Before starting to write this review of the tragically spelling-challenged I Hate Luv Storys (more on that later, believe it or not), I thought I’d go back and read my take on the last Imran Khan movie to take a panga with Rom-Com stereotypes and attempt to say something new with something old. While Jaane Tu Ya Jaane Na ended up being a slick, well-written pastiche of Bollywood romances, I Hate Luv Storys* seems to be a dish made of the same ingredients, but by a different chef.
*(Always have to make sure I get that spelling right — er, I mean wrong)
(But more on that later…)
Any plot synopsis of IHLS is bound to seem like deja vu, and for a movie that is all about cliched Bollywood love stories, this is to be expected. Boy meets girl, girl loves dreamy but bland other guy, banter, fights, misunderstanding, bonding, airport climax, etc etc. You know the drill by now.
And thankfully, so do the filmmakers, for the most part. From start to finish, IHLS is a relentless skewering of genre tropes, both in the love story between its protagonists and the cheesy romantic Bollywood movie they are working on. It’s played right on the nose, with thinly-veiled caricatures of producer Karan Johar and romantic superstar Shah Rukh Khan (or at least, thinly-veiled caricatures of what people like to think they are). It’s funny enough to pass muster, but as Karan Johar has been milking this very KJo-centric lampooning for nearly a decade now, this is the last movie where it will be okay.
When the movie tries to be more subversive with its humour, it truly catches your attention, and seems to be going somewhere. Director Punit Malhotra has a knack for non sequiturs and sight gags, and the less filmi the movie gets the better the humour plays. Alas, these moments and sequences are few, and in between there is the heavy-handed deluge of drippy Bollywood romance that the movie tries to convince us is something real. In this aspect it fails; IHLS never seems to trust itself enough to let its own self-aware characters be real people, nor does it let them go with the surreality of their world (as it often does, successfully, in the comedy).
As expected from any Dharma production, the film is slick and glossy, with cinematographer Ayananka Bose bringing his trademark deep warm shadows and hot pink highlights to everything. It’s overproduced, of course, with three camera angles to everything when one would have sufficed (and even added impact) but this is a symptom of Bollywood at large.
There are also more t-shirts with hip graphics and slogans than any Dharma production to date(!), and if you made a drinking game out f it you wouldn’t be conscious come the intermission. The music by Vishal & Shekhar is catchy and memorable, which in the many montage sequences sometimes helps you to overlook the fact that you’re watching yet another montage sequence of two people bonding over work and mischief and endless cups of chai.
It’s one thing to spot direct homages to shots from romcoms in the movie-within-the-movie, but when they start showing up in the ‘real life’ bits it seems odd that even the filmi bag of tricks can’t seem to conjure up new ways for people to fall in love. That’s probably the point of the movie, that not only art imitates life, but that your life will eventually get a Bollywood makeover, and you’ll luv it, dammit! Still, as lessons go it rings a bit hollow.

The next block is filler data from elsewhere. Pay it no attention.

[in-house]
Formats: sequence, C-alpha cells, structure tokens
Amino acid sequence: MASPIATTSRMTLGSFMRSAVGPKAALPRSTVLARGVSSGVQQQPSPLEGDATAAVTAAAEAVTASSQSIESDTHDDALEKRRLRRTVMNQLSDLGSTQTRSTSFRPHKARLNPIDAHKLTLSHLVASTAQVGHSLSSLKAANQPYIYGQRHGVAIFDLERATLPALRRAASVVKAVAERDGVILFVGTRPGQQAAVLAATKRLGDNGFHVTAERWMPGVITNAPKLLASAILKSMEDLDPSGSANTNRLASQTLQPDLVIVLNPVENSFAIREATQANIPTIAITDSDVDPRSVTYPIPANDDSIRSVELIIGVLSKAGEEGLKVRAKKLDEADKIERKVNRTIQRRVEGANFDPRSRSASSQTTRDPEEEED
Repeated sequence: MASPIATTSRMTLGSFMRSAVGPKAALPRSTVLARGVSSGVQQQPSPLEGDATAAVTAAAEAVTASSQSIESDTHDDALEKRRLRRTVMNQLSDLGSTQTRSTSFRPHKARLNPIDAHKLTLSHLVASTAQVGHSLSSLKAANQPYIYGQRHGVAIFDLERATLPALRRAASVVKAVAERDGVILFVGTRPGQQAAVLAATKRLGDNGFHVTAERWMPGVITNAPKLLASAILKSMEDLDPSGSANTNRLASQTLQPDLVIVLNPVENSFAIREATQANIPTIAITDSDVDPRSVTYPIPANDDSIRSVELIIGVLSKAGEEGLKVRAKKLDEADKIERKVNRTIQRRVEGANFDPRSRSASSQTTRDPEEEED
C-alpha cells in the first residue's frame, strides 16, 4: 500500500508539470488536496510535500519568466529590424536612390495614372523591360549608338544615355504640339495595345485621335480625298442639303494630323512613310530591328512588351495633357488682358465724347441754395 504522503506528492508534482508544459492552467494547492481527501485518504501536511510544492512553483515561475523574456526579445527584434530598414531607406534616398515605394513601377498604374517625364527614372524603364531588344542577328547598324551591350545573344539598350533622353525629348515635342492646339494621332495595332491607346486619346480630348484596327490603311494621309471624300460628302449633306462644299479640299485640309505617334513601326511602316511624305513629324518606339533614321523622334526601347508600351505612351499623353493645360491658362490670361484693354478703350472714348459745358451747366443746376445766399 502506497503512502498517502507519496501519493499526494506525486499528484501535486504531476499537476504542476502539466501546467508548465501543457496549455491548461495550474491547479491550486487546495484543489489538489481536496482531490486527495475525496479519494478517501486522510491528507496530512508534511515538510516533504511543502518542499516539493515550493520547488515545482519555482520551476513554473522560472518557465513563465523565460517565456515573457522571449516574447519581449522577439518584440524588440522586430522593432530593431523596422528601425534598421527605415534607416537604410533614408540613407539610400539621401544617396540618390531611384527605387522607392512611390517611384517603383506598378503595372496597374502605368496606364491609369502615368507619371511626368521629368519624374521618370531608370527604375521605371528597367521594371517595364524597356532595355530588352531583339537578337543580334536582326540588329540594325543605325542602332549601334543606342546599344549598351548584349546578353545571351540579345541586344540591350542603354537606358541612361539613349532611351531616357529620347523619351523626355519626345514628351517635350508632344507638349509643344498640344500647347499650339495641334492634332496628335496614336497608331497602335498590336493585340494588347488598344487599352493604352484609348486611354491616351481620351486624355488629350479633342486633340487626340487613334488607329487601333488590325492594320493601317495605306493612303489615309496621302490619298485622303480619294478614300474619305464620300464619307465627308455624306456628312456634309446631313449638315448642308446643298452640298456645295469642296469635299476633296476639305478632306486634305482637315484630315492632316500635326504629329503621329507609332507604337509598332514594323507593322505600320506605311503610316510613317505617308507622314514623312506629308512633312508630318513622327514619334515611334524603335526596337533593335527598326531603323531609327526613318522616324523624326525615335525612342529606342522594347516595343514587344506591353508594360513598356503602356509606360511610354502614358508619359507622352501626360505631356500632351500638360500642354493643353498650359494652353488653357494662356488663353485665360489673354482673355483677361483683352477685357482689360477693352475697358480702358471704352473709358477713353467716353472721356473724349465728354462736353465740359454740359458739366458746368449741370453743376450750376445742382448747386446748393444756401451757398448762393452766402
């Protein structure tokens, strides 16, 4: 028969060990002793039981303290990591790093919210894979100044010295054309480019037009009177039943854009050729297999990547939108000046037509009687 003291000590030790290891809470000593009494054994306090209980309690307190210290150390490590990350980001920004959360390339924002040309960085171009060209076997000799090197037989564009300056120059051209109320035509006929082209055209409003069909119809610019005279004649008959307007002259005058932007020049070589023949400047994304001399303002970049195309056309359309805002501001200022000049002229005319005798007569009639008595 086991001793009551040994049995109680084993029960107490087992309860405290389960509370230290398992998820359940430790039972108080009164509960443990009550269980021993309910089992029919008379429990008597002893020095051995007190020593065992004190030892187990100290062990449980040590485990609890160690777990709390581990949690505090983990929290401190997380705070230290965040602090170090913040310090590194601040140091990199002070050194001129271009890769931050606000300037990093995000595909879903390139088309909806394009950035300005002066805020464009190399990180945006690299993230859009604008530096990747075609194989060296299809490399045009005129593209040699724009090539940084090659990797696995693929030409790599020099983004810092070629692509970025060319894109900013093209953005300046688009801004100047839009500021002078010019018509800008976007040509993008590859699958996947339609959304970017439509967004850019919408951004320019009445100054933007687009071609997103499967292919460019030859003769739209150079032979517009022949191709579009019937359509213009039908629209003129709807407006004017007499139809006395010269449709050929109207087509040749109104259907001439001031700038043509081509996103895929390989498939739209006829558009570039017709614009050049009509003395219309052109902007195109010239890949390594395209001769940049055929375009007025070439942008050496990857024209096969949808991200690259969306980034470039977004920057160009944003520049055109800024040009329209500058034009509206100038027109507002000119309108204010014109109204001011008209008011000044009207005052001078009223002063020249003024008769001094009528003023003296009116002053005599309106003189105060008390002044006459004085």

There’s one truly good performance in IHLS, and that belongs to comic relief Shah Rukh Khan caricature Rajiv (Aamir Ali). Faux-KJo-meets-Sanjay-Leela-Bhansali Samir Soni is also entertaining, but sometimes seems straight out of a Madhur Bhandarkar exposé movie (hey, wait, maybe this is the ultimate movie in-joke!).
The lead pair are serviceable but somehow less than convincing, and this has as much to do with how the scenes are directed as their acting. Imran Khan plays J (no relation to Hrithik’s character from Kites, alas) with comfort but little vigour. He goes through the motions of the bratty urbane Punjabi munda type that is always the hero in these things, but come time for his conversion at the temple of Bollywood love, even he seems uninterested as he, shirtless, serenades his heroine on a beach and assorted Foreign Location vistas.
Sonam Kapoor is melancholy and filmi from start to finish — there’s a brief pre-intermission scene where you think the character is going to shrug off this affectation and the real movie is about to begin, but it resets fairly quickly once you’re back in your seats.
I can imagine all of these scenes, with much the same dialogue, working quite well, but it always seems like the director was standing over their shoulder with a large stick that says BOLLYWOOD on it (and Karan Johar was chuckling in the background at how awesome it was that he was totally making fun of himself — but not really).
I didn’t hate I Hate Luv Storys, nor did I love it (or, for that matter, Luv it). The end result is a mostly above-average cliche romcom experience, albeit with a lot of padding, and the unfulfilled promise of something truly groundbreaking.
I was entertained, if not satisfied.
(A quick note about spelling, as foreshadowed in the opening paragraph: While the subtitles are actually credited at the end, obviously a spell-checker or a proofreader were not a part of the team. Beyond the typically mediocre writing of the subs, people in the movie were always ‘loosing’ things and they ‘dint’ know where they went.)
(But wait! Maybe this was also an in-joke — it is called I hate Luv Storys, after all).